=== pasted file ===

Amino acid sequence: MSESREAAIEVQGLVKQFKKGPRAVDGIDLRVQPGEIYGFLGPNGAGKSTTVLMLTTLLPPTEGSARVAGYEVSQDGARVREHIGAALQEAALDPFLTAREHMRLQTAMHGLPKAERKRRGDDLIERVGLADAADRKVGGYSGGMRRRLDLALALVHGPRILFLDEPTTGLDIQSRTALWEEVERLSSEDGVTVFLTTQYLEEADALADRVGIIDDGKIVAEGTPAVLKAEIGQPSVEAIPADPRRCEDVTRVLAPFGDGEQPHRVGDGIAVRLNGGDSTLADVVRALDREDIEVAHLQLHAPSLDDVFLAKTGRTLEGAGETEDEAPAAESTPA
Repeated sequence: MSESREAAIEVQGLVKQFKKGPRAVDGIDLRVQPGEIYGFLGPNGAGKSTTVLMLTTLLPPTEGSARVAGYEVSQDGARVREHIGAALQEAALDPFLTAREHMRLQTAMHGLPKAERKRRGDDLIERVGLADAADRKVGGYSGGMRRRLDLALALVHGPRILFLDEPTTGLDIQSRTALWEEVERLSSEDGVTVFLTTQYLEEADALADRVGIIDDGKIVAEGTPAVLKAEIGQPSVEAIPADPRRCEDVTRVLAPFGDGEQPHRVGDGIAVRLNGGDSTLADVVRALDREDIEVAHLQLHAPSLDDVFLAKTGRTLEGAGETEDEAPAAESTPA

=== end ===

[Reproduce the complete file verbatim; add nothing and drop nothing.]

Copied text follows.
Amino acid sequence: MSESREAAIEVQGLVKQFKKGPRAVDGIDLRVQPGEIYGFLGPNGAGKSTTVLMLTTLLPPTEGSARVAGYEVSQDGARVREHIGAALQEAALDPFLTAREHMRLQTAMHGLPKAERKRRGDDLIERVGLADAADRKVGGYSGGMRRRLDLALALVHGPRILFLDEPTTGLDIQSRTALWEEVERLSSEDGVTVFLTTQYLEEADALADRVGIIDDGKIVAEGTPAVLKAEIGQPSVEAIPADPRRCEDVTRVLAPFGDGEQPHRVGDGIAVRLNGGDSTLADVVRALDREDIEVAHLQLHAPSLDDVFLAKTGRTLEGAGETEDEAPAAESTPA
Repeated sequence: MSESREAAIEVQGLVKQFKKGPRAVDGIDLRVQPGEIYGFLGPNGAGKSTTVLMLTTLLPPTEGSARVAGYEVSQDGARVREHIGAALQEAALDPFLTAREHMRLQTAMHGLPKAERKRRGDDLIERVGLADAADRKVGGYSGGMRRRLDLALALVHGPRILFLDEPTTGLDIQSRTALWEEVERLSSEDGVTVFLTTQYLEEADALADRVGIIDDGKIVAEGTPAVLKAEIGQPSVEAIPADPRRCEDVTRVLAPFGDGEQPHRVGDGIAVRLNGGDSTLADVVRALDREDIEVAHLQLHAPSLDDVFLAKTGRTLEGAGETEDEAPAAESTPA